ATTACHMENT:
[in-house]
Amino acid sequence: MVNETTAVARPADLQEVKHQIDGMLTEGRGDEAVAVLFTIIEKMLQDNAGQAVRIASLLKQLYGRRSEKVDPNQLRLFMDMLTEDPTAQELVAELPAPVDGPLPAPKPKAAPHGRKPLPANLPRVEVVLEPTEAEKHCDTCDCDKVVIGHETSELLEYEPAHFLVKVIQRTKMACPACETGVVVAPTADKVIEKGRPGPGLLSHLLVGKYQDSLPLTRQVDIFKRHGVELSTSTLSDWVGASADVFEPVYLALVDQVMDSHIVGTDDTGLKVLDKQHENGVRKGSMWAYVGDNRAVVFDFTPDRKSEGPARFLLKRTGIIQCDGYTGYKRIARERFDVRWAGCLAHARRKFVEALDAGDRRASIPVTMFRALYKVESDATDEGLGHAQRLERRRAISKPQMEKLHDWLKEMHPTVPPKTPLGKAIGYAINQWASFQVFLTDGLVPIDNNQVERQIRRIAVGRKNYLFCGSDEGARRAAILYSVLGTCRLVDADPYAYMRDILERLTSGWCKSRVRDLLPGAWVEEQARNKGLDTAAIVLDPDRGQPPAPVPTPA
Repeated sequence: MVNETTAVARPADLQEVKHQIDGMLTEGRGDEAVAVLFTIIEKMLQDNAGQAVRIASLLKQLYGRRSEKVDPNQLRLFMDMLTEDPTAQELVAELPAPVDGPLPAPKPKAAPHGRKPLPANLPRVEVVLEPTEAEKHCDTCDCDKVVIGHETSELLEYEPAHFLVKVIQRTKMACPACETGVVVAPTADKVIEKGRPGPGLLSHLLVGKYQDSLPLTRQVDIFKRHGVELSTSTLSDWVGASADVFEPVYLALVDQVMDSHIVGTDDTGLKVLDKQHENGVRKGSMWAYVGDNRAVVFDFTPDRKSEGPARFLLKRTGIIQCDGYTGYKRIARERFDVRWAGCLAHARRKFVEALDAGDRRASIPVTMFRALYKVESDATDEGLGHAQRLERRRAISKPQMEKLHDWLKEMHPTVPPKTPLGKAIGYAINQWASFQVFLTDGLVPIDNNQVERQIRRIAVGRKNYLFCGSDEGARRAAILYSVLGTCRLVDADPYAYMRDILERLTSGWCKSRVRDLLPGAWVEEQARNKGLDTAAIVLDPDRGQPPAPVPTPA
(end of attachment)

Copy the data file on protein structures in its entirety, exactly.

[in-house]
Amino acid sequence: MVNETTAVARPADLQEVKHQIDGMLTEGRGDEAVAVLFTIIEKMLQDNAGQAVRIASLLKQLYGRRSEKVDPNQLRLFMDMLTEDPTAQELVAELPAPVDGPLPAPKPKAAPHGRKPLPANLPRVEVVLEPTEAEKHCDTCDCDKVVIGHETSELLEYEPAHFLVKVIQRTKMACPACETGVVVAPTADKVIEKGRPGPGLLSHLLVGKYQDSLPLTRQVDIFKRHGVELSTSTLSDWVGASADVFEPVYLALVDQVMDSHIVGTDDTGLKVLDKQHENGVRKGSMWAYVGDNRAVVFDFTPDRKSEGPARFLLKRTGIIQCDGYTGYKRIARERFDVRWAGCLAHARRKFVEALDAGDRRASIPVTMFRALYKVESDATDEGLGHAQRLERRRAISKPQMEKLHDWLKEMHPTVPPKTPLGKAIGYAINQWASFQVFLTDGLVPIDNNQVERQIRRIAVGRKNYLFCGSDEGARRAAILYSVLGTCRLVDADPYAYMRDILERLTSGWCKSRVRDLLPGAWVEEQARNKGLDTAAIVLDPDRGQPPAPVPTPA
Repeated sequence: MVNETTAVARPADLQEVKHQIDGMLTEGRGDEAVAVLFTIIEKMLQDNAGQAVRIASLLKQLYGRRSEKVDPNQLRLFMDMLTEDPTAQELVAELPAPVDGPLPAPKPKAAPHGRKPLPANLPRVEVVLEPTEAEKHCDTCDCDKVVIGHETSELLEYEPAHFLVKVIQRTKMACPACETGVVVAPTADKVIEKGRPGPGLLSHLLVGKYQDSLPLTRQVDIFKRHGVELSTSTLSDWVGASADVFEPVYLALVDQVMDSHIVGTDDTGLKVLDKQHENGVRKGSMWAYVGDNRAVVFDFTPDRKSEGPARFLLKRTGIIQCDGYTGYKRIARERFDVRWAGCLAHARRKFVEALDAGDRRASIPVTMFRALYKVESDATDEGLGHAQRLERRRAISKPQMEKLHDWLKEMHPTVPPKTPLGKAIGYAINQWASFQVFLTDGLVPIDNNQVERQIRRIAVGRKNYLFCGSDEGARRAAILYSVLGTCRLVDADPYAYMRDILERLTSGWCKSRVRDLLPGAWVEEQARNKGLDTAAIVLDPDRGQPPAPVPTPA